In 1997, the first e-readers hit the reading scene when the Rocket EBook became commercially available to consumers. However, it wasn’t until 2004 with the release of the Sony Libre that e-readers exploded in popularity. When Amazon Kindle hit the shelves in 2007, it sold out within 5 hours. E-readers are everywhere now and have made books more portable than ever, with thousands available at one’s fingertips. The digital book has also opened up a world of publishing that allows writers to have their voice heard where the traditional publishing market once reigned.
Book sales exploded overall during these infant stages of digital publishing and gave e-accessibility to millions of books from both self-published and traditionally published authors. People were reading more than ever. In fact, the self-published market exploded in 2015, with a 375% hike since 2010, and traditional books seeing over 300,000 newly published works. This was great news for readers, who had over 1 million books to choose from in a given year. Bad news for writers though, where they were seeing an oversaturated market, and fierce competition.
During this ebook boom(2008-2012), there were woes for printed book sales, as their numbers dwindled 37% below peak sales in 2007. For traditional bibliophiles, things looked bleak. It looked like the e-book generation was conquering the printed word, one book at a time. Soon, it was feared, traditional books would disappear, the way quill pens, painted pages, and hand-binding did before Gutenberg showed up on the book-making scene.
Recently, however, news has surfaced regarding the decline in digital book sales. According to CNN, in the first 9 months of 2016 U.S. e-book sales dipped by 18.7% while paperback sales increased by 7.5% and hardback by 4.1%. E-readers themselves took a drastic 40% diminution between 2011 and 2016. It seemed as if perhaps the printed word hadn’t gone the way of the Dodo after all.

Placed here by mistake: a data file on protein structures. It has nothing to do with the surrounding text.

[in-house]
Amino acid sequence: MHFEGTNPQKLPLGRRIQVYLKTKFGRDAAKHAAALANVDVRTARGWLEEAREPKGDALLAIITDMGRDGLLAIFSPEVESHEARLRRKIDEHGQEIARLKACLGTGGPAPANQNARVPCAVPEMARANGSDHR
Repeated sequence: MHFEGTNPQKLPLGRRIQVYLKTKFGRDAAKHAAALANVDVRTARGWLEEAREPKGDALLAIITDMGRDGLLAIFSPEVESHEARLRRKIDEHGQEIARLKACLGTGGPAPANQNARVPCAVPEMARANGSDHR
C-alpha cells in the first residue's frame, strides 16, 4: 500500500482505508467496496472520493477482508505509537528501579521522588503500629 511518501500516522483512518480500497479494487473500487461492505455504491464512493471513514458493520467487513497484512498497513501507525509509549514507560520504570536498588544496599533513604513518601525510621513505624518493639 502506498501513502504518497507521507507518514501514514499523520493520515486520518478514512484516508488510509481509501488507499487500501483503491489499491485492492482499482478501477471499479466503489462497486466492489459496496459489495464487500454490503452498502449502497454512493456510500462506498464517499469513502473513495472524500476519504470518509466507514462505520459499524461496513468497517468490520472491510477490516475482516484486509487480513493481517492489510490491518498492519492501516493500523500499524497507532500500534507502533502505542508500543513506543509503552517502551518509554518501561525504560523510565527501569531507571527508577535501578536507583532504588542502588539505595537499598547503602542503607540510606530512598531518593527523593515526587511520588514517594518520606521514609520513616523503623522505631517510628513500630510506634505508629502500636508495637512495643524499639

Don’t celebrate yet.
Although the trends do seem to indicate that e-readers haven’t totally cornered the market, there are two exceptions to consider.
One, e-readers aren’t going away any time soon. Like all new technology, e-readers are experiencing what market experts call a “Gartner Hype Cycle.” Basically, when new tech emerges, it bursts onto the scene like water flooding over a dam. It saturates the market before seeing a downturn in sales. It will see yet another hike before plateauing. Thus is the life-cycle of any viable, long-term product. As technology advances, it’s likely that e-books will see another upward trend.
Two, while there has been a slight increase in printed book sales recently, overall sales are still depressingly low. In 2008, print sales were at an all-time high, with nearly 80o million books sold. In 2012, sales only topped out at 591 million. In a world full of media all vying for attention, books seem to be placed on a back-burner.
This may seem like discouraging news to writers, but don’t despair. Books have seen a steady increase in sales every year for the past three years and this past year, sales were up by 3.3%. This proves that while technology may capture our attention for a time, books are here to stay, be it digital or in print.
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Featured image via GeekWire